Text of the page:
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Gwendolyn Bennett

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Emil Gibson

on 20 December 2013

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Transcript of Gwendolyn Bennett

Gwendolyn Bennett
The Life of Gwendolyn Bennett
The Creators
* Georgia Rockwood
* Alicia Boudreaux
* Seth Roy
* Jahvan Gibson
I Can't Give You Anything But Love, Baby
Who was Gwendolyn Bennett?
Gwendolyn was a poet, short-story writer, columnist, journalist, illustrator, graphic artist, arts educator, teacher and administrator on the New York City Works Progress Administration Federal Arts Project (1935-1941). Gwendolyn Bennett was one of the most versatile figures to participate actively in both the 1920s Black American arts movement, which was designated the Harlem Renaissance, and in the 1930s arts alliance formed among African-American graphic artists that was called the Harlem Artists Guild.
Gwendolyn's Works
Non-fiction 1925 — "Negros: Inherent Craftsmen" Howard University (Feb)
Poetry 1925 — "On a Birthday" Opportunity (Sept)
Poetry 1925 — "Pugation" Opportunity Record (Feb)
Short Stories 1926 — Wedding Day Fire!!
Short Stories 1926 — Tokens Ebony & Topaz
Non-fiction 1926 — "The Ebony Flute" (column) Opportunity
Non-fiction 1926 — "The American Negro Paints" Southern Workman (Jan)
Poetry 1926 — "Song" Palms (Oct)
Poetry 1926 — "Street Lamps in Early Spring" Opportunity (May)
Poetry 1926 — "Lines Written At the Grave of Alexandre Dumas" Opportunity (July)
Poetry 1926 — "Moon Tonight" Gypsy (Oct)
Poetry 1926 — "Hatred" Opportunity (June)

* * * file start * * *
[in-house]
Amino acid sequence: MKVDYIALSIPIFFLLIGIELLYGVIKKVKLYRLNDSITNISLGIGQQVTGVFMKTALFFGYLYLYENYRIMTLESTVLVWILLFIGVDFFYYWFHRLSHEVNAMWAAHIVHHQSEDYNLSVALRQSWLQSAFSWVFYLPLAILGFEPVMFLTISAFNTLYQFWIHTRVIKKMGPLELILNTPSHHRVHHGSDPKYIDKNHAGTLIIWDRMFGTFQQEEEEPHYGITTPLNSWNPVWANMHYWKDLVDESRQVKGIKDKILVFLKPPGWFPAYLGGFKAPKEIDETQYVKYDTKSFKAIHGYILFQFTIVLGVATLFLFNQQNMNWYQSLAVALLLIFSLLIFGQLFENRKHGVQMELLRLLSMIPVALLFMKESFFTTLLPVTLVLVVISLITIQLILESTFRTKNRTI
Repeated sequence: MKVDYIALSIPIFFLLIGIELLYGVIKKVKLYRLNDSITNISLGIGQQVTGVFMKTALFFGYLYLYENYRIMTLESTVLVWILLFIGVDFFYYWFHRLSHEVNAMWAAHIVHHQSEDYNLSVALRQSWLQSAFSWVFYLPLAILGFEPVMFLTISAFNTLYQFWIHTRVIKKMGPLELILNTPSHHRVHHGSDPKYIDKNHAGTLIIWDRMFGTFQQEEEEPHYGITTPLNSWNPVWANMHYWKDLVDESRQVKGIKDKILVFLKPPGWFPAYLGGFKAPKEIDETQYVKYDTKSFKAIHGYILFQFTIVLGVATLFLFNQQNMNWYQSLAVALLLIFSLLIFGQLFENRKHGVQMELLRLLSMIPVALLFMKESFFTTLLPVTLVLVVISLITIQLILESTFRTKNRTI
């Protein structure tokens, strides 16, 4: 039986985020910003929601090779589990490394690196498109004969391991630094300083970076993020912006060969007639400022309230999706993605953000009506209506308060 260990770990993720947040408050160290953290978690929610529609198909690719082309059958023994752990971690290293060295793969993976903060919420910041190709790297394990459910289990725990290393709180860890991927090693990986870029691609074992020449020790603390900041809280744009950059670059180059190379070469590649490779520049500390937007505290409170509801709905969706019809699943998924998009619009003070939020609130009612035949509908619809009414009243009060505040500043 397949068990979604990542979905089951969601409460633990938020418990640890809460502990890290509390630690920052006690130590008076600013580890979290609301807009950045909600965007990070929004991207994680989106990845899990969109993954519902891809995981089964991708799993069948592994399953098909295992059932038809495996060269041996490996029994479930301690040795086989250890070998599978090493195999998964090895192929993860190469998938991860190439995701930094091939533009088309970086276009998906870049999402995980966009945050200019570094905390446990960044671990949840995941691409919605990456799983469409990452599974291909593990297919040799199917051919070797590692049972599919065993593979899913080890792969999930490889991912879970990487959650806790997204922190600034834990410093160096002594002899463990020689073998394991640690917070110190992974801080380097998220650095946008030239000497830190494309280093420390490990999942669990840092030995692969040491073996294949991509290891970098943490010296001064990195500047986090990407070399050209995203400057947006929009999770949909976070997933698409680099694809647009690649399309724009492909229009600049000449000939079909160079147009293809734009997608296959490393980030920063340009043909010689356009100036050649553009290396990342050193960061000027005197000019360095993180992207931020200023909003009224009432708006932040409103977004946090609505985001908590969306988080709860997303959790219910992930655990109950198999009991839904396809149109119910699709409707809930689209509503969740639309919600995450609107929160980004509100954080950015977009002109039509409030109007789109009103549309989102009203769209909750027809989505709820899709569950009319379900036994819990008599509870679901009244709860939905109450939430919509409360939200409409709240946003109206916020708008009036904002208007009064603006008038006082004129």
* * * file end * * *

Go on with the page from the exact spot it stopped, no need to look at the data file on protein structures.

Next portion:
Poetry 1926 — "Dear Things" Palms (Oct)
Poetry 1926 — "Dirge" Palms (Oct)
Non-fiction 1934 — "I go to Camp" Opportunity (Aug)
Non-fiction 1934 — "Never the Twain Must Meet" Opportunity (Mar)
Non-fiction 1934 — "Rounding the Century: Story of the Colored Orphan Asylum & Association for the Benefit of Colored Children in New York
Poetry 1934 — "Epitaph" Opportunity (Mar)
Non-fiction 1937 — "The Harlem Artists Guild" Art Front (May)

Poetry 1923 — "Heritage" Opportunity (Dec)
Poetry 1923 — "Nocturne" Crisis (Nov)
Poetry 1923 — "Fantasy" Crisis (Jan)
Non-fiction 1924 — "The Future of the Negro in Art" Howard University Record (Dec)
Poetry 1924 — "To Usward" Crisis (May) and Opportunity (May)
Poetry 1924 — "Wind" Opportunity (Nov)
During 1923 to 1931, Bennett started a support group that provided a warm, supportive place for the young writers of Harlem that provided sustained association with their peers. Included in this group were Langston Hughes, Countee Cullen, Eric Walrond, Helene Johnson, Wallace Thurman, Richard Bruce Nugent, Aaron Douglas, Alta Sawyer Douglas, Rudolph Fisher and Zora Neale Hurston. The major goal of the group was to motivate these young writers to support and encourage each other and who were also, in turn, encouraged to aspire to the levels of more established scholars such as Charles S. Johnson, Alain Locke, W. E. B. Du Bois, Jessie Fauset, and James Weldon Johnson. Bennett said in a 1979 interview that, "nothing like this particular life in which you saw the same group of people over and over again. You were always glad to see them. You always had an exciting time when you were with them." This Harlem circle that Gwendolyn developed helped her sustain her steady connection with the Renaissance in New York throughout a period of her life.